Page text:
Friday, April 20, 2007

The Moral Behavior of Ethicists: Opinions Revealed in Conversation and on Questionnaires

Questionnaire respondents at the Pacific Division meeting of the American Philosophical Association a few weeks ago and at the Eastern Division meeting a few months ago said that ethicists behaved about as well, on average, as non-ethicists. At least, that's what the average non-ethicist said. Ethicists thought ethicists behaved a little bit better.

These results surprised me, not because I think ethicists actually behave particularly better or worse than non-ethicists, but because of what I've heard in conversation. I have probably spoken to about 200 philosophers about the moral behavior of ethicists. I'd say about 55-60% say ethicists behave about the same as non-ethicists, about 35-40% say they behave worse, and only about 5-10% say they behave better. On the questionnaire, on the other hand, responses were closer to 1/3 - 1/3 - 1/3.

Why this difference between my questionnaire results and what people say in conversation?

Some possibilities:

(1.) In conversation, ethicists will be shy about saying ethicists behave better, since that might seem insulting to non-ethicists. (Of course, this wouldn't explain the fact that many non-ethicists said on the questionnaire that ethicists behave better.)

(2.) Saying ethicists behave worse, or about the same, makes for more entertaining conversation, but it may not reflect the speaker's true opinion. (It seems a little strange to me to suppose that non-ethicists especially would deliberately hide their opinions about this, but maybe it's plausible as a covert conversational pressure operating non-consciously.)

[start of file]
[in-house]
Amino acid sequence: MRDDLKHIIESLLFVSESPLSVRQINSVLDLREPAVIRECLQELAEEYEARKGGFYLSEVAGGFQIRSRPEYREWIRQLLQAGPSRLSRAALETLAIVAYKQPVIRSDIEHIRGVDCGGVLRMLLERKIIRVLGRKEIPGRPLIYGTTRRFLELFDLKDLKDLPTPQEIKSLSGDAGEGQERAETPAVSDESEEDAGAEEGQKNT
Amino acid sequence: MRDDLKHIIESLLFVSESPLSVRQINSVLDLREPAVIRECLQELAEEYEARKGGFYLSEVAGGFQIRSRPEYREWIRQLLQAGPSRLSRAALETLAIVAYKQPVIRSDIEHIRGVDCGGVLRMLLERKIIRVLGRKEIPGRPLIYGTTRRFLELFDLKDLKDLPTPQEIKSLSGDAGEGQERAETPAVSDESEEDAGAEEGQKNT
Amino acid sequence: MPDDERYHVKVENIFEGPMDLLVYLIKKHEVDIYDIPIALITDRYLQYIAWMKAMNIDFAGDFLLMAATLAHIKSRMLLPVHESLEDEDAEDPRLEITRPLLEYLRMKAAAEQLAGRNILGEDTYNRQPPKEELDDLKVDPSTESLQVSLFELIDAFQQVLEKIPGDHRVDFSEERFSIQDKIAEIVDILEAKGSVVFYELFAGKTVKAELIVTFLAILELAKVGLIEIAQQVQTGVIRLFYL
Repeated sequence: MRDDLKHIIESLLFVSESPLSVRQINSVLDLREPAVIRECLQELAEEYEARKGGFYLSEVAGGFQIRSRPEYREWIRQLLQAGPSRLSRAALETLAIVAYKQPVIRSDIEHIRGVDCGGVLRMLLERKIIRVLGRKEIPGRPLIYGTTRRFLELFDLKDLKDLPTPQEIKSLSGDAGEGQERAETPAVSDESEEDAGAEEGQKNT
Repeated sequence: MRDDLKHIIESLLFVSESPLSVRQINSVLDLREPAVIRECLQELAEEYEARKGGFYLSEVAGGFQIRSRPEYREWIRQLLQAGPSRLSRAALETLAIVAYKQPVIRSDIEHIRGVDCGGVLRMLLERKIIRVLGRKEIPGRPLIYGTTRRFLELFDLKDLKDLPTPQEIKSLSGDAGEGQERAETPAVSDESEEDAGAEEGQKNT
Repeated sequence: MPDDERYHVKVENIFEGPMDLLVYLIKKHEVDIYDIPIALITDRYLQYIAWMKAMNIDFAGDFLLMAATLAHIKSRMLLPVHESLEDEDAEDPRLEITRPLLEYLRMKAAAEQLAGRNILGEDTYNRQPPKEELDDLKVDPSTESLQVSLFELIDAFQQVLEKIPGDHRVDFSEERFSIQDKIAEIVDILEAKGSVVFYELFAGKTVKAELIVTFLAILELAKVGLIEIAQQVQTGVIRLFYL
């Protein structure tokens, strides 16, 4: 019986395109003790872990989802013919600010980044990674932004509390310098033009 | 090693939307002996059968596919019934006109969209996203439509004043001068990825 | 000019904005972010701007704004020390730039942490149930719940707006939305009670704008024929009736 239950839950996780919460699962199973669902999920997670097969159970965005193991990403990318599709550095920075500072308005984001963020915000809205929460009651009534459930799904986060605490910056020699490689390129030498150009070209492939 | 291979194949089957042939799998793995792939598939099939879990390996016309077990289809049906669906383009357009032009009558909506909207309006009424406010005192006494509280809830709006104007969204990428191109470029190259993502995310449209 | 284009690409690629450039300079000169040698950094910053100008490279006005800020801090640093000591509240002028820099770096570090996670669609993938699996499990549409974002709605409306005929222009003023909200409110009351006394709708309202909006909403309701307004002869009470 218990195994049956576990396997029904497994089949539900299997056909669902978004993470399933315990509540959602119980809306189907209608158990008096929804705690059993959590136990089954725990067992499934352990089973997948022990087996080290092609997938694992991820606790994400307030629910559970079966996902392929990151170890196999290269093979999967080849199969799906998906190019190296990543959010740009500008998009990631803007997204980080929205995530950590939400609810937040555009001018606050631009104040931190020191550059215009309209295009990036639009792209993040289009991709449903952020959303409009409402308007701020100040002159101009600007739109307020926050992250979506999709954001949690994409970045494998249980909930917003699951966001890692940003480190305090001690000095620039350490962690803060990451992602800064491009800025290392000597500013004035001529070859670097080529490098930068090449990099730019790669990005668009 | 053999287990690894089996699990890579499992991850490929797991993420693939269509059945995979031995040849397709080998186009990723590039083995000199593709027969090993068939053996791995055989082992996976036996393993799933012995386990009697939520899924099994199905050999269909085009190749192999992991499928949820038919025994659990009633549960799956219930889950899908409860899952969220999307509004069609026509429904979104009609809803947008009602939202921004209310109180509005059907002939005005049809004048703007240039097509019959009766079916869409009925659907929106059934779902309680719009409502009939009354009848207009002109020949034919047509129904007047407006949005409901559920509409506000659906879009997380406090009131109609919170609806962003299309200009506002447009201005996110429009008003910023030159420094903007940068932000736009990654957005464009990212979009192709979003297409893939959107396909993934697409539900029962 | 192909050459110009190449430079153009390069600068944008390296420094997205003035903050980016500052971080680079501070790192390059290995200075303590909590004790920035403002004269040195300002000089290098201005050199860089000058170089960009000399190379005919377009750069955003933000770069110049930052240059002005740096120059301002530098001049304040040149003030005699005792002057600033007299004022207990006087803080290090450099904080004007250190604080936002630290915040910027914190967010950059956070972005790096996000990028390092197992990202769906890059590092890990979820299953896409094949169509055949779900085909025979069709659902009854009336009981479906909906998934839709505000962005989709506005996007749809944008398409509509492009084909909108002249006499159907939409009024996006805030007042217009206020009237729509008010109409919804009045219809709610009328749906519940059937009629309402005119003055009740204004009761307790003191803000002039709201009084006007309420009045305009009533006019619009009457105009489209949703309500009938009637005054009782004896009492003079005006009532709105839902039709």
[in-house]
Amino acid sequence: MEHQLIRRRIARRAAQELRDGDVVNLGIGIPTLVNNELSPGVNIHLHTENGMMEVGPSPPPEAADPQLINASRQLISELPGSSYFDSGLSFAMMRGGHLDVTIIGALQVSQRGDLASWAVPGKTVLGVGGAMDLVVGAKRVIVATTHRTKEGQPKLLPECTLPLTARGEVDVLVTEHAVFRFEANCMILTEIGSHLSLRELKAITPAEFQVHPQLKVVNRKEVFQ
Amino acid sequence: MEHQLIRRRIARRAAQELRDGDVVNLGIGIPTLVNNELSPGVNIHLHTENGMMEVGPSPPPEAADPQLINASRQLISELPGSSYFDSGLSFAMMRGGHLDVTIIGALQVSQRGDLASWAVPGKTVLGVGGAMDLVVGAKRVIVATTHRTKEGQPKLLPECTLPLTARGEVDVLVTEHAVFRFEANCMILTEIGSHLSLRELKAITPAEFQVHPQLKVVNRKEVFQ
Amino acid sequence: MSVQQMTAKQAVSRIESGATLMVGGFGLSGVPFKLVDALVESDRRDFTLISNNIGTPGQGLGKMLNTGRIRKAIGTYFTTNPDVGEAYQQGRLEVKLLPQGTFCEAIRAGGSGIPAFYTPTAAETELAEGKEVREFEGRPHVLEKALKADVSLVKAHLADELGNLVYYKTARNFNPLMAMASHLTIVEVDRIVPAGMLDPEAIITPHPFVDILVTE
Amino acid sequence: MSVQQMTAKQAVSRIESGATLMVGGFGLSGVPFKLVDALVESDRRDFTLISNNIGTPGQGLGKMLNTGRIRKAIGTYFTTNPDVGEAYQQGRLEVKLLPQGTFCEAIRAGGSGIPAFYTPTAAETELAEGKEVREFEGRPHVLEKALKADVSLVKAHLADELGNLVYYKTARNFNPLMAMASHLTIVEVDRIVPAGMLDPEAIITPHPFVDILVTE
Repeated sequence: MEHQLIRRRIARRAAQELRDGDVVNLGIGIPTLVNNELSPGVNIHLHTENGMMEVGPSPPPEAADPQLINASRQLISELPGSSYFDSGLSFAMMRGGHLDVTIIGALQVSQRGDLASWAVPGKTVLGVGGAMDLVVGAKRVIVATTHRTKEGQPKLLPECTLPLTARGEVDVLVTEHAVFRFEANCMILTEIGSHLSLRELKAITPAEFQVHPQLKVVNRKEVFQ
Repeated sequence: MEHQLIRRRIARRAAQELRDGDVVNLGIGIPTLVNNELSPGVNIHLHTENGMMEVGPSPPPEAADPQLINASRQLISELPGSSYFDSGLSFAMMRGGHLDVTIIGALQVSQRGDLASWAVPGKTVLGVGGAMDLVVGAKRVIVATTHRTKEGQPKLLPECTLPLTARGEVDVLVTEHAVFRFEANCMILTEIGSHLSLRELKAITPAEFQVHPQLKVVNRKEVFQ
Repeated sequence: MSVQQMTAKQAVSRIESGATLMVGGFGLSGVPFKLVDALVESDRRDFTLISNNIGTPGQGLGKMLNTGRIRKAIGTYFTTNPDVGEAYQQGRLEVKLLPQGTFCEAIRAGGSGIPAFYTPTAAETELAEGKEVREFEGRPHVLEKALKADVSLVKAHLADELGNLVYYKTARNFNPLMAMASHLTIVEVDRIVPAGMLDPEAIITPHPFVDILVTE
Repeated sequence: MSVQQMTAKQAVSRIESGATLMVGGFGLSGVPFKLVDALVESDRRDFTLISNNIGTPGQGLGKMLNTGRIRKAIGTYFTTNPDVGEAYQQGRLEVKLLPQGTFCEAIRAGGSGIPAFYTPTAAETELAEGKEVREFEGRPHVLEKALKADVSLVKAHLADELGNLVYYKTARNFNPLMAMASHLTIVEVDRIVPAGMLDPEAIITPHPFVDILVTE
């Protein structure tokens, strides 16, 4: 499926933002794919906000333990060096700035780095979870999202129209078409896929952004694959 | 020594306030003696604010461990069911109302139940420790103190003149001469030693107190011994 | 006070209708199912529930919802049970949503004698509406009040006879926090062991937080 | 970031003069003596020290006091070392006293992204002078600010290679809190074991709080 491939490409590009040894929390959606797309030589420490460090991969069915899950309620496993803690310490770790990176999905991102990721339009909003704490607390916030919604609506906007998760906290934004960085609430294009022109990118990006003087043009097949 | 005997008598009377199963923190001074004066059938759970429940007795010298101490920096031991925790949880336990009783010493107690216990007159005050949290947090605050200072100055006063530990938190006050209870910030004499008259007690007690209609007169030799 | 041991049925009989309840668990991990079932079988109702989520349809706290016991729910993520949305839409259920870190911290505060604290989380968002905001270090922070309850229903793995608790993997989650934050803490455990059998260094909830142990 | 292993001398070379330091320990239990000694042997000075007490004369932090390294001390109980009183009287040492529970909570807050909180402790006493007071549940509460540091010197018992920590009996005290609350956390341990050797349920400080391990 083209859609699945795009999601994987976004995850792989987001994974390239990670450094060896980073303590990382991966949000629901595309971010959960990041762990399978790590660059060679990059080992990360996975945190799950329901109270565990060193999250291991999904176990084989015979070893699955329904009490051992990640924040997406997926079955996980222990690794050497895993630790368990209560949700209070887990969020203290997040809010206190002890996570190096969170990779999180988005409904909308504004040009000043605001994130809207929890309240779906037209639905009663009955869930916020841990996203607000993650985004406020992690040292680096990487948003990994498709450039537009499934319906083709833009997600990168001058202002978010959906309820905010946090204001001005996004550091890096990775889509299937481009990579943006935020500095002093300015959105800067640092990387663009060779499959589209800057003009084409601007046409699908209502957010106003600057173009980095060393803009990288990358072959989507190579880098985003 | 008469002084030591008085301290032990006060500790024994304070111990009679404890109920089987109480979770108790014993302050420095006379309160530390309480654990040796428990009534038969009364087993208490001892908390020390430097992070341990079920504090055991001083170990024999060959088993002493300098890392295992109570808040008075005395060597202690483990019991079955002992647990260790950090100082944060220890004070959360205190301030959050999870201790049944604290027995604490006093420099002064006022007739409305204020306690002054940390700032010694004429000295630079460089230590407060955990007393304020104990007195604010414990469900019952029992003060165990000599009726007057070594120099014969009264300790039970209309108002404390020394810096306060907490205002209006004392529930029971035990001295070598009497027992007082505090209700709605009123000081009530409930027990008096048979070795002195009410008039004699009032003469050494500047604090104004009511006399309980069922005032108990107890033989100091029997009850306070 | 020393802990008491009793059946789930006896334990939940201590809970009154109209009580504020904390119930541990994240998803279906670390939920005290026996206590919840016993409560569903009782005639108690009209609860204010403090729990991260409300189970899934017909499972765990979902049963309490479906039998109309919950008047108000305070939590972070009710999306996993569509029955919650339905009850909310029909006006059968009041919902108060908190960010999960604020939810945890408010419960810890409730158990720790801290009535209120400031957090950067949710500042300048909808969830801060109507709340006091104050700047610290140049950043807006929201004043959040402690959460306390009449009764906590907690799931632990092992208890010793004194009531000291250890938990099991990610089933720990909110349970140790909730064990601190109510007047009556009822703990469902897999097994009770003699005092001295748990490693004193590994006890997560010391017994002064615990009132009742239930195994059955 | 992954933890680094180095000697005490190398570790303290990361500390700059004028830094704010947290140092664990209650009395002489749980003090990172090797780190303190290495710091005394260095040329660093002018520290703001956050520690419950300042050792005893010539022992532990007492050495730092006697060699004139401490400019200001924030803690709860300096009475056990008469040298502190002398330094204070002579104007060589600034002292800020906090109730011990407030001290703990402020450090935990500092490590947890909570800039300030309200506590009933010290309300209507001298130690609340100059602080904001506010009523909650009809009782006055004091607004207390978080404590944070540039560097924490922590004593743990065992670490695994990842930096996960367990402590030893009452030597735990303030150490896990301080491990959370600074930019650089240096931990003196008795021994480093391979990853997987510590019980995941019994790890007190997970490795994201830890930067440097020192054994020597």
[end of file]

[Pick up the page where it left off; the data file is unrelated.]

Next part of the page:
(3.) People might be reluctant to say ethicists behave better because it risks seeming naive -- and more so in face-to-face conversation than in an anonymous questionnaire. Conversely, saying that ethicists behave the same or worse might seem worldly and sophisticated.

(4.) My inclination to think that ethicists don't behave better, or much better, may come across very early in the conversation. (I hope not, but I don't really know. Why my bias should have an asymmetic effect -- causing those with higher opinions of ethicists to adjust their statements but not those with lower opinions -- would need to be explained.)

(5.) Some respondents might worry about showing the profession in a bad light and so present themselves, in a formal survey, as a bit more sanguine about the behavior of ethicists than the really are. In conversation they might be more frank.

(6.) The more cynical philosophers, with darker views in general and darker views of ethicists in particular, may be less likely to volunteer to complete a questionnaire than the average philosopher, causing sanguine philosophers to be overrepresented in the respondent pool. This might have been especially true at the Eastern meeting, where many people seemed to assume my co-investigator, Josh Rust, was selling or advertising something. (At the Pacific, the sign clarified that it was a "philosophical/scientific" questionnaire; and I -- who knew probably 100 people at the meeting -- personally was at the table half the time.)

(1)-(4), if true, suggest that the questionnaire is the more reliable instrument; (5)-(6) that informal conversation is more telling.

Any thoughts?

No comments: